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The Orwellian vision for Universities of the Guardian's Sonia Sodha

Tom Winnifrith
Wednesday 19 August 2020

The peak years for state school entry to my old University, Oxford, were in the 1960s. Then, successive Governments and Education ministers including, in a rare error of judgement, the blessed Lady Thatcher, started to scrap grammar schools. The ladder which gave bright working-class children educational and social mobility was whipped away as they went along to comprehensives. Comprehensive schooling has, almost entirely, failed both the bright poor and not so bright poor who, on most measures, fall as dismally in later life as they did in the “bad old days”. But one institution has a solution… an establishment where most of the senior staff went to public schools and Oxbridge. Yes, you guessed it…

It is that, increasingly, little-read publication founded on profits from slaves. That is to say the BBC’s sister publication, The Guardian.  Its star columnist, Sonia Sodha (coy about her schooling, but graced Oxford with her presence), believes we should stop obsessing about A level grades. In her Orwellian world, kids with the best A level grades shouldn’t have the opportunity to study the toughest courses at the top universities.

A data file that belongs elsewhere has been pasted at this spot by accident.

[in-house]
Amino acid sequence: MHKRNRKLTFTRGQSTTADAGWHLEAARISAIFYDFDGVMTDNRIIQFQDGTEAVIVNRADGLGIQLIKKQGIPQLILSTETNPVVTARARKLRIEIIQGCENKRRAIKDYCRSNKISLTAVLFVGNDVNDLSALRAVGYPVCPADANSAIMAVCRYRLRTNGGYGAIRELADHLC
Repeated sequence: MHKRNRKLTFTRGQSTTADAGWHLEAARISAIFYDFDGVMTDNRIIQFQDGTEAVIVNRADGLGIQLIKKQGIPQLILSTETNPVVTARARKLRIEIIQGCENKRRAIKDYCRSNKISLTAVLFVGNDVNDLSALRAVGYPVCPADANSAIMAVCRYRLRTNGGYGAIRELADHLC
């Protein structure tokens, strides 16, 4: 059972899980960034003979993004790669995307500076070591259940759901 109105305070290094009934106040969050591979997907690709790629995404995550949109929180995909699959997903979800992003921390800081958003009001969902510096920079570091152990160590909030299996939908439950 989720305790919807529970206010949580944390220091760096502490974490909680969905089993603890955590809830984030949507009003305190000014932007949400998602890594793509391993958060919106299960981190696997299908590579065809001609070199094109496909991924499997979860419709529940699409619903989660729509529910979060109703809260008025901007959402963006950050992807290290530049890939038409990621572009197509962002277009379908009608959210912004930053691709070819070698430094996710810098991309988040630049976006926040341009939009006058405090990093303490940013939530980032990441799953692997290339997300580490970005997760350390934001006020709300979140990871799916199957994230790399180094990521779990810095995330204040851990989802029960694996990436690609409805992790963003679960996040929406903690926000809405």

Sonia knows this is tosh. On the course that she and I both studied (PPE), we had to write two essays a week except in terms when it was three. At my wife’s old place of work – the Marxist Madrassa at Bath Spa – it is only one per term. I suggest that had Sonia and I both attended Bath Spa, we might have got a little bored of the lack of stimulation.  One good mind (hers) and my own, on which I pass no judgement, would have been wasted. Were Bath Spa students admitted to Oxford, even for an “easy” course such as PPE, they simply wouldn’t be able to cope. “Three essays a week! And I have to read original material, in books! It’s a breach of my human rights.” 

Exams are about grading levels of success and also noting failure. That is, at least in part, determined by innate ability and how much work one does. Not all kids make the cut after GCSE and go on to do A-Levels, and not all A level students get good enough grades to go to University.  That there are too few state school kids at Oxbridge is, I agree with Sonia, a bad thing. But if you want to fix that you do not dumb down the better universities, but instead fix the broken state school system, and that should start by scrapping comprehensives.

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About Tom Winnifrith
Tom Winnifrith is the editor of When he is not harvesting olives in Greece, he is (planning to) raise goats in Wales.
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